VA526 to Sydney, economy class
Here's a clue: up until 1999 this airport was known as Coolangatta Airport, because it's actually far closer to that border-straddling beach town than it is to its new namesake, the Gold Coast. The drive from Gold Coast Airport to Coolie is about three kilometres. To central Surfers Paradise, meanwhile, it's 22 kilometres, a commute that can take anywhere from 40 minutes to an hour, depending on the traffic. Options for accessing the airport are either self-drive, taxi or Uber, or take a public bus or dedicated airport Skybus.
OOL is a small airport, with no claims to greatness. It has the sort of garish colour scheme you'd expect from a beachy hub (seriously, you're about 500 metres from the ocean when you land), and though it's officially now an international airport, this is nothing like the major port you might be picturing. The whole terminal is spread across one level, with a spacious check-in area leading to a small security zone, which in turn leads to a fairly cramped airside departure lounge. There's an extra security check for those flying internationally.
I've checked in for my flight to Sydney online and I don't have any baggage, so I walk past the check-in counters, which have quite long queues for the predominantly budget carriers that operate out of OOL, and head for security.
There's a bit of a queue here, but the staff are always friendly on the Gold Coast, in that laconic Queensland way, and it's not long before I'm shot out into the departure lounge.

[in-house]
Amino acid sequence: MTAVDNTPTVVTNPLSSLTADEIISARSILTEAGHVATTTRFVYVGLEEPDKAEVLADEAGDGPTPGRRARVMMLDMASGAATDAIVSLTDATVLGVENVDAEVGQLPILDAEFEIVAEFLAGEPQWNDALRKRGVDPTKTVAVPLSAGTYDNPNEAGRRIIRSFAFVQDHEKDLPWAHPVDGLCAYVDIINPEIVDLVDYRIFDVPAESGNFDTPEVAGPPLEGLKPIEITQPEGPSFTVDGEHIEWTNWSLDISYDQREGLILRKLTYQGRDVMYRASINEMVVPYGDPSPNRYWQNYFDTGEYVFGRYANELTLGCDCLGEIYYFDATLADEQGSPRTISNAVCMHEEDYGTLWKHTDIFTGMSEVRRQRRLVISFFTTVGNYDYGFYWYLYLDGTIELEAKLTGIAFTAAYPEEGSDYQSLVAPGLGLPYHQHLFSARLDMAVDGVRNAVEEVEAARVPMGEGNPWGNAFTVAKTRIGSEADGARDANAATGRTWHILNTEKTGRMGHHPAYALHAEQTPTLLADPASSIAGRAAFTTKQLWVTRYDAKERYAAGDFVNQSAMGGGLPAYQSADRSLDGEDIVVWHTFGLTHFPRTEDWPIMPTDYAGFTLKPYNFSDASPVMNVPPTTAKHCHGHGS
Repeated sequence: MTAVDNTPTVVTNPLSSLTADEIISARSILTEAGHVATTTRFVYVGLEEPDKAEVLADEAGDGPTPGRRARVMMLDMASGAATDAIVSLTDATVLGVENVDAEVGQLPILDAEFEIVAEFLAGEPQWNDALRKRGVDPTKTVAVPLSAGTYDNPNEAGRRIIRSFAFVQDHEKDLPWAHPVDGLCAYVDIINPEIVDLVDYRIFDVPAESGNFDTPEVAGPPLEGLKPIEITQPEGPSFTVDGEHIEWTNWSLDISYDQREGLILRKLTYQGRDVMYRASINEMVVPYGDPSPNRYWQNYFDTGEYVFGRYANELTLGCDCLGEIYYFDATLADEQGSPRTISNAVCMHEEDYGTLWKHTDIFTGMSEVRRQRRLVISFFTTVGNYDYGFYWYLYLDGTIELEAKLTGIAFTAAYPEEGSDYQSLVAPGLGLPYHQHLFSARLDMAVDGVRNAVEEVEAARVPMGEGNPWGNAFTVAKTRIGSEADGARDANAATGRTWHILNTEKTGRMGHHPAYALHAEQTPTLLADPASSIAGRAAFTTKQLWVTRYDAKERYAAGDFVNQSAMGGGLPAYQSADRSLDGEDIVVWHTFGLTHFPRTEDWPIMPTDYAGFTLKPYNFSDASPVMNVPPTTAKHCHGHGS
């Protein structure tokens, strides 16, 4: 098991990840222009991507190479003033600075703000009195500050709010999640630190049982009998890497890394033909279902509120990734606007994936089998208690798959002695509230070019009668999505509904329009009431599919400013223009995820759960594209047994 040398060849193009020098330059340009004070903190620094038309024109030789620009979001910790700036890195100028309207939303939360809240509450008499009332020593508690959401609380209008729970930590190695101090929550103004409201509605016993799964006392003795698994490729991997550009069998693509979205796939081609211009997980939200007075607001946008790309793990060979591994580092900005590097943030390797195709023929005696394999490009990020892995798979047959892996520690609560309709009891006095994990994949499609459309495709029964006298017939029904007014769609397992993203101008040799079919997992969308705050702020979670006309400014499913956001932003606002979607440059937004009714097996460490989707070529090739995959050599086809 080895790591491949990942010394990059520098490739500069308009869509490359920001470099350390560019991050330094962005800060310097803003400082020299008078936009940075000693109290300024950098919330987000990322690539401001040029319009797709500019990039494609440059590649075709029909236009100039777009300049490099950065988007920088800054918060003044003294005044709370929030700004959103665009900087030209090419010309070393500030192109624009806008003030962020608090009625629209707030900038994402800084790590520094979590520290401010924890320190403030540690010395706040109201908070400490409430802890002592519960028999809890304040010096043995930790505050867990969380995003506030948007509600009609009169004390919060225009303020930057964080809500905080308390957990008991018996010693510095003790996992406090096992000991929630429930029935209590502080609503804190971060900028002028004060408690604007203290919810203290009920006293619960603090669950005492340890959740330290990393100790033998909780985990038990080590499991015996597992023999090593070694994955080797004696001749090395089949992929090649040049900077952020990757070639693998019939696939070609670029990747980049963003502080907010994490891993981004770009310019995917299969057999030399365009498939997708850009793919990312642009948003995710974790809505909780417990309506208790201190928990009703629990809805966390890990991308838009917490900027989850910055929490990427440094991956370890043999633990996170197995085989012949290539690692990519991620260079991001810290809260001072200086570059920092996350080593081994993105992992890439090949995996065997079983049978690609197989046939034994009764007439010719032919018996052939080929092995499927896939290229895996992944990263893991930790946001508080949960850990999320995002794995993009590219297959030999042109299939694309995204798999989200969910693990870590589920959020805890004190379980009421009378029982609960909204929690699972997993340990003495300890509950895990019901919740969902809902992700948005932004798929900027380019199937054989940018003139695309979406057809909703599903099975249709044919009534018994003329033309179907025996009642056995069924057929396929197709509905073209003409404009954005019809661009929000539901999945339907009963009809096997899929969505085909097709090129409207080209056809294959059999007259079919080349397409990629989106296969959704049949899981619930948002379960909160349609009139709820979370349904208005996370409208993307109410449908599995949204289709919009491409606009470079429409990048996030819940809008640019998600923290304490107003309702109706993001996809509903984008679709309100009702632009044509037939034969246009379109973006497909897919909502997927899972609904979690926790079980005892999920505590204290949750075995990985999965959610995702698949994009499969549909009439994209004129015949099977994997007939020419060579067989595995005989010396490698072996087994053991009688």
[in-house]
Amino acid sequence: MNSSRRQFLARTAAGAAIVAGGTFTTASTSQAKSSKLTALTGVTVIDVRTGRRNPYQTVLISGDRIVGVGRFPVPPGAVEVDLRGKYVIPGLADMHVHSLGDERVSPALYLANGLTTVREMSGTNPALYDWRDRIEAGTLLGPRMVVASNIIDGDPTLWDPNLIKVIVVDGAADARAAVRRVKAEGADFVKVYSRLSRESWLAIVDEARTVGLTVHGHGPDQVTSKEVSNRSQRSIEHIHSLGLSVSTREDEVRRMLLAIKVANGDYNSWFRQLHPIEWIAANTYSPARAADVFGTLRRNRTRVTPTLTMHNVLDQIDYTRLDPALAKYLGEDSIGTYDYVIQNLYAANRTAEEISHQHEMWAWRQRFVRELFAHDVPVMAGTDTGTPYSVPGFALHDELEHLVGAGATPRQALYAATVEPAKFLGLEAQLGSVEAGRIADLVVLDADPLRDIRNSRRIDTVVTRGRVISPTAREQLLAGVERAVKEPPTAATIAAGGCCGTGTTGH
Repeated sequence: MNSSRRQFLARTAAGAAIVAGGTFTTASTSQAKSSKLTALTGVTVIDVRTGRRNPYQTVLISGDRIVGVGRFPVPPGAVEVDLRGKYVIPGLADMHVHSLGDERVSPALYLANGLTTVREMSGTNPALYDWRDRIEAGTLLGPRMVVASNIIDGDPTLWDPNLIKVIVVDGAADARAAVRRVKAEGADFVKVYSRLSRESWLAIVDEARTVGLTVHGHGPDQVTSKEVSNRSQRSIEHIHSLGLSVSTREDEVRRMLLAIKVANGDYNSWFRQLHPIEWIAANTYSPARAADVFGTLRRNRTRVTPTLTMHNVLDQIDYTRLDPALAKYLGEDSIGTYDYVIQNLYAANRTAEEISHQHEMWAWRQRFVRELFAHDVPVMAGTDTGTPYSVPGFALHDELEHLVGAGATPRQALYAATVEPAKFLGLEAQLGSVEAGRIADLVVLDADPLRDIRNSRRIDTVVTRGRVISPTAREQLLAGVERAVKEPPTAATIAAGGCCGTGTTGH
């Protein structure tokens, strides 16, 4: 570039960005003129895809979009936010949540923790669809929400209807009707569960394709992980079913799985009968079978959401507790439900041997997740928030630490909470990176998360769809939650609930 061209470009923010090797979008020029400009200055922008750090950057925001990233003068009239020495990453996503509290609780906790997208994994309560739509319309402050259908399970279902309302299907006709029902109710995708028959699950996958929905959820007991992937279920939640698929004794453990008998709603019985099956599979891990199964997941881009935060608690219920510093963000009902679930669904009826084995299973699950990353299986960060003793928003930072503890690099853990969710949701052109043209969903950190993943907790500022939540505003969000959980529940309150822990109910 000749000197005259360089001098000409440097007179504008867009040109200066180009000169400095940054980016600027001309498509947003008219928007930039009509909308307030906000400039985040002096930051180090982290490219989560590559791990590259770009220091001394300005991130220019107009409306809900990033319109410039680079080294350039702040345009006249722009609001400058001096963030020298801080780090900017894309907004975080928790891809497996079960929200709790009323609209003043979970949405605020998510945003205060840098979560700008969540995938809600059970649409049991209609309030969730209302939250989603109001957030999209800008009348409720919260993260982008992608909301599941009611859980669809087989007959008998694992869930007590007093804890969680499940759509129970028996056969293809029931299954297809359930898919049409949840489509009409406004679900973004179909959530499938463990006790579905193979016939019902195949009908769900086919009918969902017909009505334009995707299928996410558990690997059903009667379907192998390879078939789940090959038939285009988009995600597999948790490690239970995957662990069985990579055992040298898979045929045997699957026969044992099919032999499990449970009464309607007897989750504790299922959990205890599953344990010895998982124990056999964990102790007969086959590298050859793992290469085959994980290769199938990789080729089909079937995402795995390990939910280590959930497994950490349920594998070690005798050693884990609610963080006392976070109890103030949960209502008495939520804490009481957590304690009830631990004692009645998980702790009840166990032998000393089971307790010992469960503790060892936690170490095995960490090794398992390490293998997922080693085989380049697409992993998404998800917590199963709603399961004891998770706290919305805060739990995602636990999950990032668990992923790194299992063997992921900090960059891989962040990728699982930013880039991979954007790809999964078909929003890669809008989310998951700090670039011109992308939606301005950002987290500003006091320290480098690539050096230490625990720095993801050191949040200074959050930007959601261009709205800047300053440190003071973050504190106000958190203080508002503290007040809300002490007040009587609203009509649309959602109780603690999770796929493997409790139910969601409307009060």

FOOD AND DRINK
Don't arrive at OOL expecting anything gourmet. This is, after all, a glorified provincial airport, and unless you're hanging out for Hungry Jack's, Red Rooster or a Sumo Salad, you'll probably be disappointed. There are a few options for dining and coffee land-side, though most outlets seem to be in the departure lounge, which is small enough that you won't miss anything.
Most shops here have a charmingly Gold Coast feel to them. There's Surf Dive 'n Ski, in case you forgot to pick up a pair of boardies in Surfers, a Sunglass Hut for all your mirrored Oakley needs, and, curiously, a Victoria's Secret. Again, there's nothing here that's amazing, but it is a solid line-up for those after some budget-friendly last-minute shopping, or who just want to pick up a paperback and some snacks.
Both Qantas and Virgin have lounges at OOL, though these are for eligible members only – you can't pay for one-off access. There's free Wi-Fi throughout the airport, and live music once a week in the departures lounge. Still, you won't want to be hanging around OOL for any long period of time. Fortunately, Kirra beach is just across the Gold Coast Highway, meaning if you have a few hours to spare it's entirely possible to leave your luggage in the airport lockers and head across for a swim and a bite to eat at one of the local cafes.
ONE MORE THING
One fortunate benefit of Gold Coast Airport's southern location is that it's actually quite handy to some of the emerging and established hotspots in northern NSW, such as Cabarita, Kingscliff, Brunswick Heads and Byron Bay. The latter beachy paradise is less than an hour away from the airport, and costs $28 to get to on the Skybus. It's also only 20 minutes from OOL to Burleigh Heads, one of the Gold Coast's best southern beaches, and up-and-coming Kirra is straight across the highway. With options like those, why would you bother with Surfers Paradise?
OOL is a basic, functional airport. The entire terminal is laid out over one level. It has no air bridges – each flight is boarded via a wander across the apron and a climb up some stairs. The food and drink options are limited, and the spaces are frequently cramped, as more and more passengers use the hub to access not just the GC, but the northern NSW coast. Still, Gold Coast Airport does its job, with few major headaches.
OUR RATING OUT OF FIVE